I talk with parents a lot about social media. It has become so institutionalized that if you don't figure out how to navigate it, you'll get left behind. Most of us, as parents, are digital immigrants raising digital natives. Many of us are doing our best to immerse ourselves in this world so that we can guide our kids through its complexities. At the same time, we worry about our kids. We worry that the digital age is putting less value on real conversations. We worry that this digital world is not preparing our children to have significant and lasting social relationships.
So what happens when you add in a child's learning issues or disabilities?
I recently had a fifteen-year-old student with Asperger’s syndrome tell me that Facebook has helped him improve his social skills. Facebook eliminates the challenges he faces of reading facial expressions or body language and gives him the time needed to think through an appropriate response. (This is also the reason he does NOT like the fast pace of Twitter.) Facebook allows him to engage at his own pace, reducing his anxiety and enabling him to enjoy the benefits of social relationships, a challenging area for children with autism spectrum disorders.
This got me thinking. The very tools that we worry may be the end of interpersonal relationships can, in fact, help those who might otherwise struggle in conventional social settings.
This cliché "special education is just good education" is built on the premise that the strategies for teaching and supporting students with disabilities are, in fact, just good teaching strategies for all students. So with that in mind, here are some guidelines for navigating social media with your child who has a disability, realizing that these are good strategies for all parents:
1. Be diligent in monitoring content
All children need supervision; no matter their age, no matter their need. During my second year of teaching, I heard a veteran middle school teacher advise a parent, "This is middle school. You may think your children are ready to be independent, but they need you now more than ever. Resist the urge to "let them go." This applies all the more to social media. Know where your kids are, who they are interacting with and do not be afraid to connect with them in these same spaces.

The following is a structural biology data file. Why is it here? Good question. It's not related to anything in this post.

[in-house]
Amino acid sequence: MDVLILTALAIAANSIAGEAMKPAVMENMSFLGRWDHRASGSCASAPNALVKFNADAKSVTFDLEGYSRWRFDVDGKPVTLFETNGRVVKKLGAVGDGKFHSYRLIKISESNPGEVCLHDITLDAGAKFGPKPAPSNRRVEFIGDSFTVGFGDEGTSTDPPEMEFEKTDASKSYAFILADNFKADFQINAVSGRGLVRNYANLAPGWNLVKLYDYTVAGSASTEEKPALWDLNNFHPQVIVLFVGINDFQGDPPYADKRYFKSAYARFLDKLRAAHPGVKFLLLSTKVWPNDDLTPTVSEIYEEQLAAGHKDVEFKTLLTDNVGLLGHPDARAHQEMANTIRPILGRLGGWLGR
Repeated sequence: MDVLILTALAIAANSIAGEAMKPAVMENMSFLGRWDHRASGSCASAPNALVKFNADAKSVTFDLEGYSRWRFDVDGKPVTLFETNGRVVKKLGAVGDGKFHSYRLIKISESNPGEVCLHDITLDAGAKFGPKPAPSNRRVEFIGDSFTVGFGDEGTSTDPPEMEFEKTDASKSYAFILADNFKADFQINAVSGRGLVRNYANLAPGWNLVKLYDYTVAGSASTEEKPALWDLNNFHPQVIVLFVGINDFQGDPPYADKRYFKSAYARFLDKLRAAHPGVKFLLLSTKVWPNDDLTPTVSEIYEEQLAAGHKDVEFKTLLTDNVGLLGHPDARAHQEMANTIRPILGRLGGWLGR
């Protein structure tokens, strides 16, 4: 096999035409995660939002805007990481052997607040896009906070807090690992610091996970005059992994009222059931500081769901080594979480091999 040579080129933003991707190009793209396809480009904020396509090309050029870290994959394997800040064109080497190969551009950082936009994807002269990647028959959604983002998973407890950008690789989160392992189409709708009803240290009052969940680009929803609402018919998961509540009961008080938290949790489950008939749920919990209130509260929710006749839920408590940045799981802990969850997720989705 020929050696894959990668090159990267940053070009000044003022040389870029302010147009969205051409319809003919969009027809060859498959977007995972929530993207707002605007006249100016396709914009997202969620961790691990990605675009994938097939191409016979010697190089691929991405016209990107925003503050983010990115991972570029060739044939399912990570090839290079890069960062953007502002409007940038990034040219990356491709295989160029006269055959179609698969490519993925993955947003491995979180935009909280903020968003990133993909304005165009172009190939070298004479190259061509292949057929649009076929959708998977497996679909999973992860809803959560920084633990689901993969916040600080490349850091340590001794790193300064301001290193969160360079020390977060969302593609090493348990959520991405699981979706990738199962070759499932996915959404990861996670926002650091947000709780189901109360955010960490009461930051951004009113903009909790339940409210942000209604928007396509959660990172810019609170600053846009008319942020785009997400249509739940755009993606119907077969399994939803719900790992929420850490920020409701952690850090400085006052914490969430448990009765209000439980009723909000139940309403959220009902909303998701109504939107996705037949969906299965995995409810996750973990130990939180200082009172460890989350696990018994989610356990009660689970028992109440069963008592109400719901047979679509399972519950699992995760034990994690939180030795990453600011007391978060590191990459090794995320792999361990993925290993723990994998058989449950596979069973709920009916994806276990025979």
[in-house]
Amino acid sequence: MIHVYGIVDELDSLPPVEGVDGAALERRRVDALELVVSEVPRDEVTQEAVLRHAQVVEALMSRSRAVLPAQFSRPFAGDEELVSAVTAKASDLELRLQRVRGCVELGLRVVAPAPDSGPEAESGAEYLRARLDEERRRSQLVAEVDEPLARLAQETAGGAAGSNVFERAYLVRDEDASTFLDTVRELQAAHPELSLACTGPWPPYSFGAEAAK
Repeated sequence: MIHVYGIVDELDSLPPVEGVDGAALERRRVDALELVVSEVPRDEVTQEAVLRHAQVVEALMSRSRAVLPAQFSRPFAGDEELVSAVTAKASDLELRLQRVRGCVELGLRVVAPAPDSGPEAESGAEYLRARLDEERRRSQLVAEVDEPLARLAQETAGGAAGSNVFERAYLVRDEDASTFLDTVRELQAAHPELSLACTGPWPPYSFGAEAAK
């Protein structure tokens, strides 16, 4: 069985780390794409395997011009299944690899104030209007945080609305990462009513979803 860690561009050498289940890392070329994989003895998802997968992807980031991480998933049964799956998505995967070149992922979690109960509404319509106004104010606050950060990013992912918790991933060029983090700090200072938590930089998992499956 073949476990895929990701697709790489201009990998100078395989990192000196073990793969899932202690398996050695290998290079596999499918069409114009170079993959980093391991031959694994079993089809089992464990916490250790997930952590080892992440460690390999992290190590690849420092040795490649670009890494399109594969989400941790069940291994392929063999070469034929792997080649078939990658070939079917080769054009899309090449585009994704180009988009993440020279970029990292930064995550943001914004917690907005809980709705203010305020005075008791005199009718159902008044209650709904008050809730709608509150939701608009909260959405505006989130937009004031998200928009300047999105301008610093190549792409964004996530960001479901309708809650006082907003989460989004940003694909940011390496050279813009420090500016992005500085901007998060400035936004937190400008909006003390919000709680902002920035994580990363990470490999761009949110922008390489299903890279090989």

2. Make them aware of dangers
Talk to your children about online predators. Talk to them about online bullying. Open the lines of communication. Encourage them to talk to you about anything suspicious they encounter and do not be afraid to cut them off if you notice something inappropriate.
3. Set limits
Even if these tools help your child to socialize and/or build relationships, it is not healthy to spend hours upon hours a day staring at a screen. Just as you would limit the amount of television your child watches or the amount of video games he or she plays, you should also establish limits on the use of social media.
4. Trust your gut
You know your child best. If something feels off, it probably is. Trust your instincts and don't second-guess yourself. You have to decide if an online presence is safe and beneficial for your child. And you have to decide when it ceases to be. You are your child's greatest advocate and it is your responsibility to guide, support and teach your child to advocate for him or herself. If social media can help, use it. If not, avoid it. You are still the parent.
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